Monday, December 27, 2010

Ice Lanterns

I had another go with the ice lanterns yesterday and I am in love! Last New Year's Eve, Dad and I made ice lanterns for the restaurant's walkway.  They were a success then and they were a success yesterday!


Allie and I made 5 buckets this year and as a unexpected jackpot, we got 4 more than expected when the inner buckets remained intact!
The picture on the left is the intended lantern - the larger ones.  I love how the ice is so thick and substantial!  Allie used the tiny ones to line the staircase.  We just placed tea lights inside them.


Since our guests were arriving at 1:00, it wasn't quite dark out.  But when night fell, the lanterns were spectacular.

Here are the contraptions we made to make the lanterns -- or should I say the molds.  We found two buckets in graduated sizes and taped the smaller one in the center.  We filled both buckets with water and  set them out to freeze.
Now - this part was unplanned... we set out the buckets in cool weather - 32 degree weather.  We filled them with cold water from the faucet.  Then, as nightfall cooled temperatures further, the buckets froze very slowly.  Two days later, the ice was frozen, but didn't get cloudy!  The ice remained clear.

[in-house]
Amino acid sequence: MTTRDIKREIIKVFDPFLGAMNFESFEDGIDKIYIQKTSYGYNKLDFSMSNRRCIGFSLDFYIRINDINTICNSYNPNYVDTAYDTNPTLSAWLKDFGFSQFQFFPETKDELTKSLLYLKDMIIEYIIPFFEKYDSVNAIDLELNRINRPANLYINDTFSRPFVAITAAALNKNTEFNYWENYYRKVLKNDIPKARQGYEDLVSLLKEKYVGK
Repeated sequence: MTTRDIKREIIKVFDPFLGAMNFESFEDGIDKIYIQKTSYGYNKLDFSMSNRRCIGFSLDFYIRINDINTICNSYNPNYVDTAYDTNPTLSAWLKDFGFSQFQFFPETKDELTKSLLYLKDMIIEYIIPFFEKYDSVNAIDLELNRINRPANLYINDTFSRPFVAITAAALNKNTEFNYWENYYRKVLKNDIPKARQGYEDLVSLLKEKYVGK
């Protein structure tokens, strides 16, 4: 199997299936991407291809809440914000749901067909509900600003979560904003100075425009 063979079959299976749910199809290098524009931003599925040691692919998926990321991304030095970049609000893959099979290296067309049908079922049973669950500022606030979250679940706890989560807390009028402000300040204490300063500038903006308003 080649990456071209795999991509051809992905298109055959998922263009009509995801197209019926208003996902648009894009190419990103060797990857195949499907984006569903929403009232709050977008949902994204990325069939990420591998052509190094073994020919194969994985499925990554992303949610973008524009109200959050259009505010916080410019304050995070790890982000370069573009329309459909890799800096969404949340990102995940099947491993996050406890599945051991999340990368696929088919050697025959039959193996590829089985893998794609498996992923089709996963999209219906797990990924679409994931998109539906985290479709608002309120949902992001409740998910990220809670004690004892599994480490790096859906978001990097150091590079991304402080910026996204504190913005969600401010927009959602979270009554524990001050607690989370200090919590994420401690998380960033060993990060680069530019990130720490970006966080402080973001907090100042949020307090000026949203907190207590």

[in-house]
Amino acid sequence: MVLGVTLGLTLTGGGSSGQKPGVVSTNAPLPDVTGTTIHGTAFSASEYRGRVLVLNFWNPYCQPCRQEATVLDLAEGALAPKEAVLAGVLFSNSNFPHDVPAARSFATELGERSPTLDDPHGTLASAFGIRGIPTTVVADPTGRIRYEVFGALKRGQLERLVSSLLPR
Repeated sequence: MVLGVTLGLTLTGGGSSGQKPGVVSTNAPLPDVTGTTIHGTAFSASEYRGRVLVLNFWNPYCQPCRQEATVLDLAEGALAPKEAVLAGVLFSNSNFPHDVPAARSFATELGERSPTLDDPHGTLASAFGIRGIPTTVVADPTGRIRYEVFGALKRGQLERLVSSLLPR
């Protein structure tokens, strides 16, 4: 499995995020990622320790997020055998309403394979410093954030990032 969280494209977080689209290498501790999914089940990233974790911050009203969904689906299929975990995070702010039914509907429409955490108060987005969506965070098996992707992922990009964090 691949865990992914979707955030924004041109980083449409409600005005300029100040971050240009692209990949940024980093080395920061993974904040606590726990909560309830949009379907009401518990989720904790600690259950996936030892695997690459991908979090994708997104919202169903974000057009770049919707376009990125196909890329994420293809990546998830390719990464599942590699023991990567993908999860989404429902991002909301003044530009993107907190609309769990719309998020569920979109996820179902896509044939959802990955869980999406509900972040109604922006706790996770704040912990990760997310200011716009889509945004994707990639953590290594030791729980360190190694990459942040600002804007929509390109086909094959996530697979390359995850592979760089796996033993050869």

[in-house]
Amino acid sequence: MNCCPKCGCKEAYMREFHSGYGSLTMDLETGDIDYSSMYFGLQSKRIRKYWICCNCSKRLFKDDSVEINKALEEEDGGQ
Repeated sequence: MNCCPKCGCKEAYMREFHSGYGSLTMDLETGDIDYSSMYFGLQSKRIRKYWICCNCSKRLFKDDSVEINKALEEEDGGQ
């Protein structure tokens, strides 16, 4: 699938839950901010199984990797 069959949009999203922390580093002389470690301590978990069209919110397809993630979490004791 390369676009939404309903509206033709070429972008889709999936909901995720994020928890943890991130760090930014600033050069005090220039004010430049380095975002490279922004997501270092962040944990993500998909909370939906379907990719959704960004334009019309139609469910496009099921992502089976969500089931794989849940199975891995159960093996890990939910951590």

When we took them inside to remove the inner buckets, the hear from the house made them pop!  The noise was loud, but it was effective.  We only had trouble with one and I simply ran some cool water over the bucket and the ice popped out.
Some tips --

  • Allow enough time for the lanterns to freeze.  One night is pretty risky - I would allow at least 48 hours for them to freeze solidly or at least mostly solidly.
  • Be sure that the inner bucket is larger than the candle you wish to place inside the lantern.  The candle has to be submerged inside the hollowed ice bucket or the wind will blow it out. Alternately, the candle can't be too small or it will burn itself out from lack of oxygen inside the lantern...
  • You can color the water if you wanted to make the lanterns color coordinated for special occasions.
  • Using scented candles is an unexpected surprise!
  • The lanterns will last a long time, if the temperature is below 20 degrees.  The flame from the candle barely melts the lantern in cold temperatures, so these can be set out early in the day.
  • The lanterns might freeze to the ground when lit. So, be prepared to use some legwork to remove them when done.
  • Use caution when placing an open flame where children may be present.  (This is less like to happen in 20 degree weather).
  • Be sure that nothing flammable comes in contact with the flame -- leaves, branches, curtains, etc. 

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